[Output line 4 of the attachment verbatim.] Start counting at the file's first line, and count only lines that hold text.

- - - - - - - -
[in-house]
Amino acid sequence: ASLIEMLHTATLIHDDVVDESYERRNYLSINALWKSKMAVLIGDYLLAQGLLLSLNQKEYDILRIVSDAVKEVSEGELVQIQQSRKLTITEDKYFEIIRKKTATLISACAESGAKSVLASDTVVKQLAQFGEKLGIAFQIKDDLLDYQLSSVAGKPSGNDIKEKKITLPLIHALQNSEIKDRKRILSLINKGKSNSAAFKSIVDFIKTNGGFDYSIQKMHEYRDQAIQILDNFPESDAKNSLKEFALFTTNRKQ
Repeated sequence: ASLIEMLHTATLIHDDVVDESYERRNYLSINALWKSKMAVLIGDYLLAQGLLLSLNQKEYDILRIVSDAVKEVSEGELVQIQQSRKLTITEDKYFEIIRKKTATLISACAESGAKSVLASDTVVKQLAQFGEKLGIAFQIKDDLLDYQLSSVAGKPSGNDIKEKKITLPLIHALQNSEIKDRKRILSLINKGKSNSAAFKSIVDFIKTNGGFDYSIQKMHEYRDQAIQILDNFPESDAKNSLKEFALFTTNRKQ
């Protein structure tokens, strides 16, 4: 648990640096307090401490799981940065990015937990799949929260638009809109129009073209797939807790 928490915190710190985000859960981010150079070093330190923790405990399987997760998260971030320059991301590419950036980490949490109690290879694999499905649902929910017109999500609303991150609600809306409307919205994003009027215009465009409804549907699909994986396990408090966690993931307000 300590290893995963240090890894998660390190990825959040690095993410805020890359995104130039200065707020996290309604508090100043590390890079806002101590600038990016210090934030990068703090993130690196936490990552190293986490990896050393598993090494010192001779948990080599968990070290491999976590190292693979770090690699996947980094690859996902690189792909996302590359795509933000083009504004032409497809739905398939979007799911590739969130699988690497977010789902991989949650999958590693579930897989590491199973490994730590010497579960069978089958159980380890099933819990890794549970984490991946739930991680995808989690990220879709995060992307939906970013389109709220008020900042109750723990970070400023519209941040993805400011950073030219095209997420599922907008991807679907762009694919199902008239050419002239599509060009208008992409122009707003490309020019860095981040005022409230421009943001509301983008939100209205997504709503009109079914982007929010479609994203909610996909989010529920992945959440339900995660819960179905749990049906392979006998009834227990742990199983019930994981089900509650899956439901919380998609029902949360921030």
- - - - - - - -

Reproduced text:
């Protein structure tokens, strides 16, 4: 648990640096307090401490799981940065990015937990799949929260638009809109129009073209797939807790 928490915190710190985000859960981010150079070093330190923790405990399987997760998260971030320059991301590419950036980490949490109690290879694999499905649902929910017109999500609303991150609600809306409307919205994003009027215009465009409804549907699909994986396990408090966690993931307000 300590290893995963240090890894998660390190990825959040690095993410805020890359995104130039200065707020996290309604508090100043590390890079806002101590600038990016210090934030990068703090993130690196936490990552190293986490990896050393598993090494010192001779948990080599968990070290491999976590190292693979770090690699996947980094690859996902690189792909996302590359795509933000083009504004032409497809739905398939979007799911590739969130699988690497977010789902991989949650999958590693579930897989590491199973490994730590010497579960069978089958159980380890099933819990890794549970984490991946739930991680995808989690990220879709995060992307939906970013389109709220008020900042109750723990970070400023519209941040993805400011950073030219095209997420599922907008991807679907762009694919199902008239050419002239599509060009208008992409122009707003490309020019860095981040005022409230421009943001509301983008939100209205997504709503009109079914982007929010479609994203909610996909989010529920992945959440339900995660819960179905749990049906392979006998009834227990742990199983019930994981089900509650899956439901919380998609029902949360921030």